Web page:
Washington Elena Kagan knows more than most about the confirmation gauntlet that’s coming.
The former Harvard Law School dean has studied it, as a scholar. She has worked it, as a Senate staffer. She has endured its frustrations, as a stalled judicial nominee in the Clinton administration.
Most recently, the 50-year-old Kagan has prevailed in it, surviving her January 2009 confirmation hearing to serve as the Obama administration’s solicitor general. So if she sounds a tad cynical, she’s earned it.
“(Confirmation) hearings have presented to the public a vapid and hollow charade, in which repetition of platitudes has replaced discussion of viewpoints and personal anecdotes have supplanted legal analysis,” Kagan wrote in a 1995 University of Chicago Law Review article.
But now, the never-married New York City native must seriously attend the very process whose flaws she knows so well. Conservatives will press her about opposition to on-campus military recruiting. Liberals resent her full-throated defense of a president’s wartime prerogatives similar to those claimed by former President George W. Bush.
“The left has been critical that the Obama administration hasn’t thrown everything out on national security, but I think they’ve been very balanced and thoughtful,” said Elizabeth Rindskopf Parker, former general counsel for the CIA and National Security Agency.
Rindskopf Parker, now dean of the University of the Pacific’s McGeorge School of Law, added that her fellow law school dean Kagan “has impressed everybody with her abilities.”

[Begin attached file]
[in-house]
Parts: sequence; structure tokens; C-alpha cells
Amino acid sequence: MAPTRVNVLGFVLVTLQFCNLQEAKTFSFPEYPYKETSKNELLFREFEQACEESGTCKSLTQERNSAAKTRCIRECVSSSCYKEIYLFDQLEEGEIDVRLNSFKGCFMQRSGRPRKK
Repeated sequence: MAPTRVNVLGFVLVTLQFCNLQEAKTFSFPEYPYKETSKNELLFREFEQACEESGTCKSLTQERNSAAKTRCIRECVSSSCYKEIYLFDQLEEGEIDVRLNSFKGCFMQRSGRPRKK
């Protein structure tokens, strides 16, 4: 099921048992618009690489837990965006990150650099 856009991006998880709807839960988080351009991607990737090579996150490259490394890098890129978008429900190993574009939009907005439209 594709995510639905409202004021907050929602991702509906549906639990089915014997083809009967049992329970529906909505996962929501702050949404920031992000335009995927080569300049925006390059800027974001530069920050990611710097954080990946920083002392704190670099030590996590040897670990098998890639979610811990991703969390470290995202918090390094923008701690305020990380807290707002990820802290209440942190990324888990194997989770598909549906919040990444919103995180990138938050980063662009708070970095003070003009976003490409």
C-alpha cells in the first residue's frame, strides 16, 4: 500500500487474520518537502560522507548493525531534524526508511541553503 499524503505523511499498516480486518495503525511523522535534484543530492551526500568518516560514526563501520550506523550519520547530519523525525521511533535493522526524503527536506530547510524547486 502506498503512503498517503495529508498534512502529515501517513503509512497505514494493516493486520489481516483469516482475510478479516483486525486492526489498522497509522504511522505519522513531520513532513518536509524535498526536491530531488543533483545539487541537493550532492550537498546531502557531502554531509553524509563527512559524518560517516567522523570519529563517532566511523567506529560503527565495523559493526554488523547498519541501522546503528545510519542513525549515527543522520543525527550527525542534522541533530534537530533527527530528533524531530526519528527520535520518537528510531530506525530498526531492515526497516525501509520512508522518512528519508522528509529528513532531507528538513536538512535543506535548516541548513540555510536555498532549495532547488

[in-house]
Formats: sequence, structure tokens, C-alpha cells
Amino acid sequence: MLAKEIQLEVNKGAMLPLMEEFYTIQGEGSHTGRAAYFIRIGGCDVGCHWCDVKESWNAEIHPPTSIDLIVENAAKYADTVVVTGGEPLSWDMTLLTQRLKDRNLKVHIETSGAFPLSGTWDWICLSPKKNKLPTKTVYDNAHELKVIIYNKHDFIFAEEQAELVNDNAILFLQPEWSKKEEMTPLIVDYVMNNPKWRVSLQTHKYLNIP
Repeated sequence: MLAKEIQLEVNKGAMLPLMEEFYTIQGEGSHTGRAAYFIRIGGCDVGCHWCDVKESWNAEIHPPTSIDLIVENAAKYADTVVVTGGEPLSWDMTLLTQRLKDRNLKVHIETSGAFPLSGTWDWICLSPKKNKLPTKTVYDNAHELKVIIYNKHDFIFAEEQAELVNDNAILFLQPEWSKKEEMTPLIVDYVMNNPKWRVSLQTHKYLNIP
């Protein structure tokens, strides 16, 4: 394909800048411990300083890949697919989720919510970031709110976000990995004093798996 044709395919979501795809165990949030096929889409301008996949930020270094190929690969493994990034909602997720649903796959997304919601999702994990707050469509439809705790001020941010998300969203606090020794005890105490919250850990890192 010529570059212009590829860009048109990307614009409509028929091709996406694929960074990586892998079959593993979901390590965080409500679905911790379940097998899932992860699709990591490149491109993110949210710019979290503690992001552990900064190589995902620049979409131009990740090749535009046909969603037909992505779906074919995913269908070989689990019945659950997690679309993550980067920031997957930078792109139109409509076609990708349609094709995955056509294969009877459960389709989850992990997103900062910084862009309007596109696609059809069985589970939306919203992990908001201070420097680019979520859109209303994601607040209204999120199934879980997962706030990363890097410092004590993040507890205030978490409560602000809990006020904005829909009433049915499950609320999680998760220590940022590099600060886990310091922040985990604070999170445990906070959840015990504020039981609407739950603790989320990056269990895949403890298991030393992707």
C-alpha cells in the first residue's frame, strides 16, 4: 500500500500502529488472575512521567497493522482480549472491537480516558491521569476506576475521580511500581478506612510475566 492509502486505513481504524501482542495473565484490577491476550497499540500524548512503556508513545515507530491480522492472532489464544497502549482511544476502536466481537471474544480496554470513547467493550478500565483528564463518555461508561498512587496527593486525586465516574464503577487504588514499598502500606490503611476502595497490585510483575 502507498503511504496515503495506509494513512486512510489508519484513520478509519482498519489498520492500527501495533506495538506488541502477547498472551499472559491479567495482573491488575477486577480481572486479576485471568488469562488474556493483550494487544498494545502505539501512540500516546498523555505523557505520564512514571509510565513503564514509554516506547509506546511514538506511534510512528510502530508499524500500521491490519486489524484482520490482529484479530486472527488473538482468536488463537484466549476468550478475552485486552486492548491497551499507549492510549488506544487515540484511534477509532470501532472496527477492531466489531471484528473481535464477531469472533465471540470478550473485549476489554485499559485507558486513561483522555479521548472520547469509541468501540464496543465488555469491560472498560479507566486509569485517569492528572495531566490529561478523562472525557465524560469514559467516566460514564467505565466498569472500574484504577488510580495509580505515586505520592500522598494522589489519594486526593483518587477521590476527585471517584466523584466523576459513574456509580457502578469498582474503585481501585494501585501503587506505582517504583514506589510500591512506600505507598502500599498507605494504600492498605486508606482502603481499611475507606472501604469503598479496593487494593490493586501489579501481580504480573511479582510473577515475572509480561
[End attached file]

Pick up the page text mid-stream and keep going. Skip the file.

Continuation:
There’s much in Kagan’s past to suggest pressure does not faze her.
The daughter of a lawyer, Kagan graduated summa cum laude from Princeton, magna cum laude from Harvard Law School and picked up a graduate degree from Oxford.
She’s punched through several glass ceilings, as the first female dean of Harvard Law School and the first female solicitor general. The latter position is sometimes called “the tenth justice” for sway with the nine-member Supreme Court.
“Now, I suspect that the justices think of the solicitor general more as the 37th clerk,” Kagan joked during her confirmation hearing last year.
Not least, Kagan has shown a precocious ability to find well-placed mentors.
The first judge she clerked for in the mid-1980s, former Chicago congressman Abner Mikva, turned out to be a key political adviser to a young Barack Obama. The chairman of the Senate Judiciary Committee she served in the early 1990s, Joseph Biden, is now vice president. The law school professor for whom she worked was Harvard’s most famous, Laurence Tribe.
From 1995 through 1999, Kagan worked in the Clinton administration’s White House on tobacco regulation, welfare reform and other domestic policies. Ed Whelan, president of the conservative Ethics and Public Policy Center, called this White House service “a whole black box” that could yield material for skeptics to plumb.
Kagan previously helped ease confirmation of Justice Ruth Bader Ginsburg in 1993, as Biden’s special counsel to the Senate Judiciary Committee.
Of greatest moment, though, may be Kagan’s opposition to military recruiting on campus.
Kagan called the military’s “don’t ask, don’t tell” policy prohibiting homosexuals from openly serving “a moral injustice of the first order.” Pointedly, she signed a January 2004 legal brief challenging the law that cut off federal funding to schools that rejected military recruiters.